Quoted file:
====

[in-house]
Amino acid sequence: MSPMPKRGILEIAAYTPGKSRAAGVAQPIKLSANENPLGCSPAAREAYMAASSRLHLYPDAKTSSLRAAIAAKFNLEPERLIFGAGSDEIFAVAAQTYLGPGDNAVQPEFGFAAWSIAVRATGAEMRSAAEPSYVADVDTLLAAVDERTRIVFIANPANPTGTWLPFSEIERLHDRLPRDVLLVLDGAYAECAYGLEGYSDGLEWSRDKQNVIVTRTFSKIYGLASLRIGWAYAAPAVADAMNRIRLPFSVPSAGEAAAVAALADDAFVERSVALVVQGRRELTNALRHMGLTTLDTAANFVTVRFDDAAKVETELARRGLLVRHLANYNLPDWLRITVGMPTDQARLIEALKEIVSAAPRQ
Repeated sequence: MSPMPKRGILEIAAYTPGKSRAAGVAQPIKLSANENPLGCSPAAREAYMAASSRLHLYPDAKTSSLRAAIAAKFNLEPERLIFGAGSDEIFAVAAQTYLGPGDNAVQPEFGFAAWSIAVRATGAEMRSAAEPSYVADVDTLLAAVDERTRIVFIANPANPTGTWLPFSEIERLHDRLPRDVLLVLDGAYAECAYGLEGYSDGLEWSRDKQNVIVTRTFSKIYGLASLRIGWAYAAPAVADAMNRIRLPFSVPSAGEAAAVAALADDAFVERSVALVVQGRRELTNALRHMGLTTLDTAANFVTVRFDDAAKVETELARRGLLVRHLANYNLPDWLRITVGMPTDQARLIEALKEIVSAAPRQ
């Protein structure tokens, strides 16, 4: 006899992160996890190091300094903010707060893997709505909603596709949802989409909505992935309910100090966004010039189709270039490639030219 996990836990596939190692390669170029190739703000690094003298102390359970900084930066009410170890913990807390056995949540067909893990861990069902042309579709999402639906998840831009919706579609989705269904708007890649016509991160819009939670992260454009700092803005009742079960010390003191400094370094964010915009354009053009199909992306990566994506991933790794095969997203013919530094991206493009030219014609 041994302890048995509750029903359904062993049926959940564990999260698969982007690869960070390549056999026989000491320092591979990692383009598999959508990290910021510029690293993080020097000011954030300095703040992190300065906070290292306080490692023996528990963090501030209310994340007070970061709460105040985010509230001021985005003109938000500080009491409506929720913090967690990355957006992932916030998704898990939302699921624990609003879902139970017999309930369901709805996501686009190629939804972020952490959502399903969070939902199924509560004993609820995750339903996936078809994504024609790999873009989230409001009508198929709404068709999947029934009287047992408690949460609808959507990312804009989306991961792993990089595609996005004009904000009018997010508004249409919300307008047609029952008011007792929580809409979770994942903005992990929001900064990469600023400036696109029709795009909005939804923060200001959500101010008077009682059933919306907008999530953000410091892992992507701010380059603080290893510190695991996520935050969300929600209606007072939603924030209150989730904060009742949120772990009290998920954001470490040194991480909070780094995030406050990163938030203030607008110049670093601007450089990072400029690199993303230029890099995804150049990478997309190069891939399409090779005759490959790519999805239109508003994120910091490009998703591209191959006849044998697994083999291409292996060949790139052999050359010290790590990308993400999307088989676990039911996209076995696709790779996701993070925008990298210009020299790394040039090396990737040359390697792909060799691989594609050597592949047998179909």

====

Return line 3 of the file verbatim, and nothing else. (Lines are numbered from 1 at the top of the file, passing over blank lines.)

Repeated sequence: MSPMPKRGILEIAAYTPGKSRAAGVAQPIKLSANENPLGCSPAAREAYMAASSRLHLYPDAKTSSLRAAIAAKFNLEPERLIFGAGSDEIFAVAAQTYLGPGDNAVQPEFGFAAWSIAVRATGAEMRSAAEPSYVADVDTLLAAVDERTRIVFIANPANPTGTWLPFSEIERLHDRLPRDVLLVLDGAYAECAYGLEGYSDGLEWSRDKQNVIVTRTFSKIYGLASLRIGWAYAAPAVADAMNRIRLPFSVPSAGEAAAVAALADDAFVERSVALVVQGRRELTNALRHMGLTTLDTAANFVTVRFDDAAKVETELARRGLLVRHLANYNLPDWLRITVGMPTDQARLIEALKEIVSAAPRQ